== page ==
Spring stripes

When I purchase fabric, I usually have a project in mind, but I rarely follow sewing patterns without some sort of modification. This means that I’ve had to get pretty good at estimating fabric requirements on my own. I usually come pretty close these days, but sometimes I end up erring on the more generous side (because it gives me a little leeway to change my mind on the design, and because I know that I’ll always find a good use for the scraps if any remain).

This was the case with some lovely hand-dyed velvet, wool crepe, and ponte that I found in my stash. I loved the way the contrasting colours looked together. They all have some stretch, but not enough to do away with darts. The velvet and wool are woven, but the ponte was a knit.

I started by cutting the fabrics into wide strips (seaming some of the velvet strips for extra length where needed). Then I stitched them together to create a striped fabric. I had just enough fabric to make a midi skirt in a slim-fitting style. I designed it by draping (on myself!) and re-stitching those stripe seams around the hips and bottom until they absorbed the darts needed to create the fitted shape.

In retrospect, I should have left the initial (striped fabric) seams unfinished (no overlocking!) until I’d sewn the final garment. I ended up doing a lot of unpicking of those overlocked seams to shape the top of the skirt. I also added gores (of orange wool crepe) to the bottom of the skirt for a bit of extra flare.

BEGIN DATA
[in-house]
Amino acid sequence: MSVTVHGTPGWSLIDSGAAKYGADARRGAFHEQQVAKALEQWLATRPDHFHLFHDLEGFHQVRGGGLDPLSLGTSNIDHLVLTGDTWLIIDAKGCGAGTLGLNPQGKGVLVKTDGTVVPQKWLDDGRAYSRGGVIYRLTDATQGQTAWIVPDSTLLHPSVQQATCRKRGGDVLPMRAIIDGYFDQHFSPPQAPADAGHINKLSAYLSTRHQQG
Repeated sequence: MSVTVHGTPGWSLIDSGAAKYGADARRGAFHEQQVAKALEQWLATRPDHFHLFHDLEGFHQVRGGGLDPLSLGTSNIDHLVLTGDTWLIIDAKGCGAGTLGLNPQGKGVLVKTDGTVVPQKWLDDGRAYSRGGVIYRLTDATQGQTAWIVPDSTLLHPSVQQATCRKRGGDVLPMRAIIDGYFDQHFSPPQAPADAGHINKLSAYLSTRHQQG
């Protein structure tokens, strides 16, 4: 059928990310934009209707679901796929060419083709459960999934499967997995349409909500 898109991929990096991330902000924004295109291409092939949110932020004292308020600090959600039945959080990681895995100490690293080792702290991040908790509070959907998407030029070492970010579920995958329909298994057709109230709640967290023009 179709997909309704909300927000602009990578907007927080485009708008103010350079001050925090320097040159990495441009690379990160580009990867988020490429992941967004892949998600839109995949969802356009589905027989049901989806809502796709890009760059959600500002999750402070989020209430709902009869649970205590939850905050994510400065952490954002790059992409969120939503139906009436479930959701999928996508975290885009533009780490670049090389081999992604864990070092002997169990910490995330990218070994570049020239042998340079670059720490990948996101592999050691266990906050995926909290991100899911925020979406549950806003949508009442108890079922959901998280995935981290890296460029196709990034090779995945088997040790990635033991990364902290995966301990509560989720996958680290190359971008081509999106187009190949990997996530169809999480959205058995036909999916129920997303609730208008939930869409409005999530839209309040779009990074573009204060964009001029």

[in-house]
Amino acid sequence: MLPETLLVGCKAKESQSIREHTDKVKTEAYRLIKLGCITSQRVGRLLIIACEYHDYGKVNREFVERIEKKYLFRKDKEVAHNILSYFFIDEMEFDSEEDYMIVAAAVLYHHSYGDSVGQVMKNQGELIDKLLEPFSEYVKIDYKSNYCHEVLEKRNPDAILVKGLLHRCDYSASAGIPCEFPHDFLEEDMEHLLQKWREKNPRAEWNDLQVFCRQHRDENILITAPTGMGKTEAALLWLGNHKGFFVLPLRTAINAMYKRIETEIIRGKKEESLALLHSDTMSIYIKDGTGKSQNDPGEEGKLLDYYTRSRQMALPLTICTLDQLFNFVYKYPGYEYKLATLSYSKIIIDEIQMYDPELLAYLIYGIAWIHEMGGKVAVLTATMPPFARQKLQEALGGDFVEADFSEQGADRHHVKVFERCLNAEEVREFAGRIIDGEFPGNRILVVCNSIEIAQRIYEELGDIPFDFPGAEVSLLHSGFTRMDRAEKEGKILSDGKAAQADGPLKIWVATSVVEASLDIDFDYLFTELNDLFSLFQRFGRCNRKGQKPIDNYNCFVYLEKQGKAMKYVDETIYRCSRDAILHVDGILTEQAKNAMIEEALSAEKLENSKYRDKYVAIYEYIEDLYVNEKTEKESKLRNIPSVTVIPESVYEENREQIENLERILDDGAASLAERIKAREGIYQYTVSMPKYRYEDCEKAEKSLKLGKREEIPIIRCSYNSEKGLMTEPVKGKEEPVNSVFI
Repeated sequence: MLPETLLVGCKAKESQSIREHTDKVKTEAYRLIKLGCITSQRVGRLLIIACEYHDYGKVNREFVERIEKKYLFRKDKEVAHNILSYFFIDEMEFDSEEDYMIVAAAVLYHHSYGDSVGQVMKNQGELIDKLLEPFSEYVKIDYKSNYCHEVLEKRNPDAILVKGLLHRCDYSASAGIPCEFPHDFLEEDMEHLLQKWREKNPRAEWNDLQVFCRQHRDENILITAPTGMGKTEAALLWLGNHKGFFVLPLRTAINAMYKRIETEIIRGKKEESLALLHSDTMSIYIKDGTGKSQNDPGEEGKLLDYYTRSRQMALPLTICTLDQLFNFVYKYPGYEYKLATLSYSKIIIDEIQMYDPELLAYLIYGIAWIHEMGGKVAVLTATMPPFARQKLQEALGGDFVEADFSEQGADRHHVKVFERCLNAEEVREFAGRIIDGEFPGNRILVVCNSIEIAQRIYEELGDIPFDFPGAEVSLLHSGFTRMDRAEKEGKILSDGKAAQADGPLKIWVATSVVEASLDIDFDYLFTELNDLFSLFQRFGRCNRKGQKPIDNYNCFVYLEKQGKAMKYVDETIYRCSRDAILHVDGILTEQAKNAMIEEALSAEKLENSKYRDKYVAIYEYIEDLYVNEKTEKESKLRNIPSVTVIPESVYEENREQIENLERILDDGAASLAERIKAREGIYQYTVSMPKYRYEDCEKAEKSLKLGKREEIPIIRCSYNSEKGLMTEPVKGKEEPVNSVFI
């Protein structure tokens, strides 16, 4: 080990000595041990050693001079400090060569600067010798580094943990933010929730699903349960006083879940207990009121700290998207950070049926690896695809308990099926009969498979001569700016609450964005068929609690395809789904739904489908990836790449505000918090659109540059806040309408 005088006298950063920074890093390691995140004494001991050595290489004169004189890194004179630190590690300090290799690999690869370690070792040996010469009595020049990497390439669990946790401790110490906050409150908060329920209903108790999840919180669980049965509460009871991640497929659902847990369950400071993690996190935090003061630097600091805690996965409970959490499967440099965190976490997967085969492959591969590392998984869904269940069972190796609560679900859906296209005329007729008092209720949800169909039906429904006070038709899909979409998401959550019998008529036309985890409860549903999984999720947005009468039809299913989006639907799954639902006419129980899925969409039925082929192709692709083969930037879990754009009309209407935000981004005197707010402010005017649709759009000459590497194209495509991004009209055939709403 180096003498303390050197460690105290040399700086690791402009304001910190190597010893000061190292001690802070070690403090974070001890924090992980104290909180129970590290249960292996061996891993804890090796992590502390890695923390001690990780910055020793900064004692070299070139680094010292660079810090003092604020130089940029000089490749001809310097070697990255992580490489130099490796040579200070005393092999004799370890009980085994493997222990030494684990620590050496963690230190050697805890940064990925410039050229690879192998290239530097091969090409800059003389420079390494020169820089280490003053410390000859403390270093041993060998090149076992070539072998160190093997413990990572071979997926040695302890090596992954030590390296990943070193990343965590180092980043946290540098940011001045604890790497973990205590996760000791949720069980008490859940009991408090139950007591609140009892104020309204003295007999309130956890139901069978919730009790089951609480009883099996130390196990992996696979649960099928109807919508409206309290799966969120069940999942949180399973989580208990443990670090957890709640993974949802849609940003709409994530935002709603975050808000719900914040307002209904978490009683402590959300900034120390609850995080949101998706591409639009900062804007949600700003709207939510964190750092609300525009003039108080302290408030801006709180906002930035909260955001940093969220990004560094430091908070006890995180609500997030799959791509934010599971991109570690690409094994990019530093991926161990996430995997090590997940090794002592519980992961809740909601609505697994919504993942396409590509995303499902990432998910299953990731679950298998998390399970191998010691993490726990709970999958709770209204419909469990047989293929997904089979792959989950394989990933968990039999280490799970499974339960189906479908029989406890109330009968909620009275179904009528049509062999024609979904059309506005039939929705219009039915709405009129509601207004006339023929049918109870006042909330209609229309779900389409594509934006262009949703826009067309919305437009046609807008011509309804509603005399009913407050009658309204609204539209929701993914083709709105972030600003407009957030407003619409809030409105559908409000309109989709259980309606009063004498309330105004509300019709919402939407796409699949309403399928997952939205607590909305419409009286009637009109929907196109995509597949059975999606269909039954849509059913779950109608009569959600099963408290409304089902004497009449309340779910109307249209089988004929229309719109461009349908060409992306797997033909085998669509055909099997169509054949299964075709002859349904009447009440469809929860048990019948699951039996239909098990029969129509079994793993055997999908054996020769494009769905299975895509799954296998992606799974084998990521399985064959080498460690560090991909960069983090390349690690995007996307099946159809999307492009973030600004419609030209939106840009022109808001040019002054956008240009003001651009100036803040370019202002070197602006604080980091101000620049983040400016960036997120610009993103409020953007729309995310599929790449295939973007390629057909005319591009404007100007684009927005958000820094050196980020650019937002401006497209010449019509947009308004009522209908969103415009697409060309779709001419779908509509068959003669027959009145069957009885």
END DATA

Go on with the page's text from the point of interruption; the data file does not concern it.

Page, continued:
There’s a bit of a difference in the amount of stretch in each fabric. So, even though the stripes are the same width, the white ponte stretches more than the velvet, and this is most apparent at the waist. I probably should have made the ponte a little narrower, or the velvet a little wider to adjust for this.

I’m still pretty happy with how it turned out though. It’s a warm and comfortable skirt for Spring. And it just so happens to match perfectly with my refashioned velvet top.

 

A black silk cami

I was given a few lengths of some lovely crepe backed silk satin recently after my MIL had a big clean out. The fabric is probably quite old, but it is in perfect condition and of a beautiful quality. The smaller remnant was a gorgeous glossy black and I knew that it would make the perfect camisole.

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Crepe back satin is much heavier in weight than charmeuse, with the lovely brilliance of satin on one side, and a dull, pebbly appearance on the underside. Normally, I’d prefer silk charmeuse for a slip or cami, but going into Fall, I knew this beefier silk would work well for layering over shirts, as well as wearing alone.

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The pattern I used was the Camilla Camisole pattern. I made up a straight size 10 but lengthened it by about 1 inch. It is perfect. This is the third Camilla Cami I’ve sewn. I love this pattern. It stands out from the crowd because it is cut on the bias, which gives it an elegant fit that can easily be translated into both formal and day wear.

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I made my first Camilla Cami in a Japanese poly and literally wore it to death a few Summers ago. I’ve recently started wearing my second version a lot more. I like the way it layers over a nice tee. And now, this classic black version is going to end up as another staple of my Fall wardrobe. I keep meaning to lengthen the pattern into a slip dress, but I find these little tops much more versatile, and great for using up small lengths of pretty silk.

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Fashion trends and sewing

I have this theory about fashion trends and sewing. Being able to sew amplifies any trend (well, it does in my closet anyway!).